Opus Angelicum: An Ecclesiastical Cope Completed in the 1530's. The Passion of Christ Portrayed. Good Friday 2017.
Catholics claim a long tradition of visual arts, music and writings.
Find a small sampling below... and have a Good Friday.
The cope (known in Latin as pluviale 'rain coat' or cappa 'cape') is a liturgical vestment, more precisely a long mantle or cloak, open in front and fastened at the breast with a band or clasp. It may be of any liturgical color.”
“A cope may be worn by any rank of the clergy, and also by lay ministers in certain circumstances. If worn by a bishop, it is generally accompanied by a mitre. The clasp, which is often highly ornamented, is called a morse. In art, angels are often shown wearing copes, especially in Early Netherlandish paintings.”
The workshop or religious house where the embroidery construction took place is not noted in the display placard above. However, it certainly follows the Opus Angelicum tradition.
"Opus Anglicanum or English work is fine needlework of Medieval England done for ecclesiastical or secular use on clothing, hangings or other textiles, often using gold and silver threads on rich velvet or linen grounds. Such English embroidery was in great demand across Europe, particularly from the late 12th to mid-14th centuries and was a luxury product often used for diplomatic gifts."
"...Thus, one may conclude that Jesus, as the new mercy seat, serves as the vessel of God’s mercy, insofar as through His death and resurrection the covenant is renewed, and anything that serves as an obstacle to humanity’s relationship with God is definitively removed, something that could not be done by the Law. As Fr. Fitzmyer wrote, 'Christ crucified has become the mercy seat of the new dispensation, the means of expiating (wiping away) the sins that have estranged human beings from God.' ”
The use of copes dates to early monastic history.
In 1600, Pope Clement VIII published the first book on Cæremoniale Episcoporum (Ceremonial of Bishops) where it describes the copes use by a bishop “if presiding at but not celebrating Mass, for the Liturgy of the Hours, for processions, at the special ceremonies on the Feast of the Presentation of the Lord, Lenten gatherings modeled on the ‘stations’ in Rome, Palm Sunday and Corpus Christi.” This book solidified and clarified liturgical traditions already practiced. The cope is still used, by members of the clergy for example, “in processions, in the greater blessings and consecrations, at the solemnly celebrated Liturgy of the Hours, in giving Benediction of the Blessed Sacrament, and the celebration of other sacraments outside of Mass.”
Donations for Copes
Although the photos below are not of a cope, here you glimpse the elegant liturgical vestment of Catholic convert, Reverend Lord Charles Thynne. It was constructed from the rich fabric of a mourning dress and donated by a widow of status- not unlike what is described in the above placard. The recycling or re-purposing of costly materials was and remains a common practice.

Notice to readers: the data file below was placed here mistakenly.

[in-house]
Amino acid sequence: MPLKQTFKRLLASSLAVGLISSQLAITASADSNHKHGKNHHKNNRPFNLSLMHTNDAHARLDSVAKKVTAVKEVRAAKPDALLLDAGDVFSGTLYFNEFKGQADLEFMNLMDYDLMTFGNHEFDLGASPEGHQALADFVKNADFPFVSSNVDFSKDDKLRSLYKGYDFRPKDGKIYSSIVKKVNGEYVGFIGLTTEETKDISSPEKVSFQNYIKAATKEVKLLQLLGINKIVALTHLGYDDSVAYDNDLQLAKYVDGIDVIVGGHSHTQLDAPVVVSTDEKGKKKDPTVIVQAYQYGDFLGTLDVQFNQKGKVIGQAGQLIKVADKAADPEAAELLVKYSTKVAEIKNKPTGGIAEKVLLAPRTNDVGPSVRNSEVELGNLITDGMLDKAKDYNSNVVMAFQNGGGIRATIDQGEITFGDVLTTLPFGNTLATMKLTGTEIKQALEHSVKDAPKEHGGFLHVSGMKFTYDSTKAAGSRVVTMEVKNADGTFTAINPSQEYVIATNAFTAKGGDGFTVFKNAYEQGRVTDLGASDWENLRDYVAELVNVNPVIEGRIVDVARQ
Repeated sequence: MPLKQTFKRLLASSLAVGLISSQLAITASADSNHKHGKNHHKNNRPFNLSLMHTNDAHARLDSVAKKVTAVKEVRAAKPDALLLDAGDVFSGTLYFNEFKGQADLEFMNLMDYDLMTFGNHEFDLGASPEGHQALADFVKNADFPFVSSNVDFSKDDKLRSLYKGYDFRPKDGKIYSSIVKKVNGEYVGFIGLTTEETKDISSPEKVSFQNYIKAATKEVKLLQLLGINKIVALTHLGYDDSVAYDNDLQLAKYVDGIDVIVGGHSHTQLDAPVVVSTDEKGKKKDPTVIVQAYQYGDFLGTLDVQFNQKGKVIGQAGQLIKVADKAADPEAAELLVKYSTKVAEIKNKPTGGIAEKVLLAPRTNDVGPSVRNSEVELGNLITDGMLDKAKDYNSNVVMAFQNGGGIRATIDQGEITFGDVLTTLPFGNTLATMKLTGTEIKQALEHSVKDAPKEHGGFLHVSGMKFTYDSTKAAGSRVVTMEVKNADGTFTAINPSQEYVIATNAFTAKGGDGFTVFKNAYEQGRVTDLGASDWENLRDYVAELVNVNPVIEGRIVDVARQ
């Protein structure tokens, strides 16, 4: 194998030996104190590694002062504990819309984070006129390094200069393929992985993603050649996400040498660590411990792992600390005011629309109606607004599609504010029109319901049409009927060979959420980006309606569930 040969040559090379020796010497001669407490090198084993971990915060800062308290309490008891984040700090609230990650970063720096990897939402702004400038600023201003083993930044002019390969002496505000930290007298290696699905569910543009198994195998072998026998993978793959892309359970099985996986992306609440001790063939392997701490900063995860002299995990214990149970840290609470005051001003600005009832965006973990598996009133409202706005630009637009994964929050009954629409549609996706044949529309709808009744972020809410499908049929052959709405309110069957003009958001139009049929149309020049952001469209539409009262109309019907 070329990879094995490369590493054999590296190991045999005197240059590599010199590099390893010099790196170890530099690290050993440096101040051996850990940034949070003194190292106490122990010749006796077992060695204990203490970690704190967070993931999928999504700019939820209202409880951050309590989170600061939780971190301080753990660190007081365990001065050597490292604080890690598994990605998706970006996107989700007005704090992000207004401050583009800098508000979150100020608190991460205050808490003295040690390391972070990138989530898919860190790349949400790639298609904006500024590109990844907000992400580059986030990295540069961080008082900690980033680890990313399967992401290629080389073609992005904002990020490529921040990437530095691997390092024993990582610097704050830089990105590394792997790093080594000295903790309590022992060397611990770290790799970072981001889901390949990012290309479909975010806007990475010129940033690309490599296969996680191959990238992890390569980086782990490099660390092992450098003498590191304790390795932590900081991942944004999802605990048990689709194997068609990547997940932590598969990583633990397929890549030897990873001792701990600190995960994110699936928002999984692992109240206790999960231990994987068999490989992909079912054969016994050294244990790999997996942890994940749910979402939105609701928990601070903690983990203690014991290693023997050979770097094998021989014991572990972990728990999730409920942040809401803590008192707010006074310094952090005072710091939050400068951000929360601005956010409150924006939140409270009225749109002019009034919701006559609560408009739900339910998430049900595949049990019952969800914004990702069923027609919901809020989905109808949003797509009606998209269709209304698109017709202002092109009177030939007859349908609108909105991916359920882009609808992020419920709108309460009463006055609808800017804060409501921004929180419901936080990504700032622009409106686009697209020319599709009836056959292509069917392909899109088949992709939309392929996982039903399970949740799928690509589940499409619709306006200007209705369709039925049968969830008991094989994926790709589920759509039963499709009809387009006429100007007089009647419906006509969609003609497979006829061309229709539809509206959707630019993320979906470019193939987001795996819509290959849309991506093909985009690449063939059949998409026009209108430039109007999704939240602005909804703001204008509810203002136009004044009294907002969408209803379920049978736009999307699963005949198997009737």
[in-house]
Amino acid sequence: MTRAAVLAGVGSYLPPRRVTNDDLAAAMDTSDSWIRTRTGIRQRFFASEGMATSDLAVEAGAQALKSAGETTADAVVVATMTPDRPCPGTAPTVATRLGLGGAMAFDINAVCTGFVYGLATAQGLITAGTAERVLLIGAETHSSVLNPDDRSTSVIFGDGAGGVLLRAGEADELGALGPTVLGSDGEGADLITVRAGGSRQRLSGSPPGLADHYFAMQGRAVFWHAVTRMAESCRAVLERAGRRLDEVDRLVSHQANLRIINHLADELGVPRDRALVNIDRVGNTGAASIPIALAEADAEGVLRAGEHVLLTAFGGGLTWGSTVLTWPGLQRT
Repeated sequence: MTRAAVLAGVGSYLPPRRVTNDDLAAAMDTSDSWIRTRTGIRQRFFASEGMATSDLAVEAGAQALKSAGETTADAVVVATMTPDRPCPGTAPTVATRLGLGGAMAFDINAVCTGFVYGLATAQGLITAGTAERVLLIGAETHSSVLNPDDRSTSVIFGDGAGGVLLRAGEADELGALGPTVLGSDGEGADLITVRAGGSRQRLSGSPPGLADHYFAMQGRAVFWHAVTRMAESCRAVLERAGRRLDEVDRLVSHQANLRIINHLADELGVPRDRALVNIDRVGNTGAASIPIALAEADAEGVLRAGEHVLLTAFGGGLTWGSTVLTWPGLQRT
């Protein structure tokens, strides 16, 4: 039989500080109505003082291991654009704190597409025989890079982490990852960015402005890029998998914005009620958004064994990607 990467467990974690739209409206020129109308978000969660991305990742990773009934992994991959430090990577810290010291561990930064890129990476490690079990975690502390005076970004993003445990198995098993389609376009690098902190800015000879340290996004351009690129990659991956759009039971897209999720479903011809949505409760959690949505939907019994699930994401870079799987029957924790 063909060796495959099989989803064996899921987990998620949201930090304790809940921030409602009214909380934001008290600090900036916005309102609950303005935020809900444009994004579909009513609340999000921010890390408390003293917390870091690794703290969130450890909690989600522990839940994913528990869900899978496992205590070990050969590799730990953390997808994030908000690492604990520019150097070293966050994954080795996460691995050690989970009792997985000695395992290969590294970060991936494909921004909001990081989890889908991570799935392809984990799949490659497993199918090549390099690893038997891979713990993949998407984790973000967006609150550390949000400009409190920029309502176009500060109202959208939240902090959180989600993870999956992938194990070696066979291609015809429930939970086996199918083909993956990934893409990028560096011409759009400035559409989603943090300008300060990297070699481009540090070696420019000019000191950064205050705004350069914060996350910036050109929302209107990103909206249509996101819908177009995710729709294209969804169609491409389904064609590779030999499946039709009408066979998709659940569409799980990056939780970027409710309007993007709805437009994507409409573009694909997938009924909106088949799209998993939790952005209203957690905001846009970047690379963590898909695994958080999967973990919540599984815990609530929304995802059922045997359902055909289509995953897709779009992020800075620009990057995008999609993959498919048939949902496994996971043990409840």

"An antiphon in the Liturgy of the Hours says, 'the plan of the Father' is now fulfilled in 'making Christ the heart of the world.' This explains the unshakeable Christian optimism that led a medieval mystic to exclaim that it is to be expected that 'there should be sin; but all shall be well, and all shall be well, and all manner of thing [sic] shall be well' (Julian of Norwich)."
Excerpt from the Good Friday homily 2017 of Fr. Cantalamessa, ofmcap
Music for Good Friday (above)
The Reproaches, setting by Tomás Luis de Victoria (1548-1611),
are traditionally sung during the veneration of the Cross.
"O my people, what have I done to you? How have I offended you? Answer me.
I led you out of Egypt, from slavery to freedom,
but you led your Saviour to the cross.
Holy is God. Holy and strong.
Holy immortal One, have mercy on us."
I took my one meal out today. The lunchtime cafeteria was packed. Most diners were eating heartily. It was good to see that there was a long line of customers at the fish counter. My one meal for the is shown below. Not too bad. And there was more French bread than I could eat.
=============================================================== The law of fasting requires a Catholic from the 18th Birthday (Canon 97) to the 59th Birthday (i.e. the beginning of the 60th year, a year which will be completed on the 60th birthday) to reduce the amount of food eaten from normal. The Church defines this as one meal a day, and two smaller meals which if added together would not exceed the main meal in quantity. Such fasting is obligatory on Ash Wednesday and Good Friday. The fast is broken by eating between meals and by drinks which could be considered food (milk shakes, but not milk). Alcoholic beverages do not break the fast; however, they seem to be contrary to the spirit of doing penance.
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Christi Marie (CM) Jentz
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Original artwork, as opposed to a print of any type, is quite wonderful and by far the most sumptuous and "tactile" of all.
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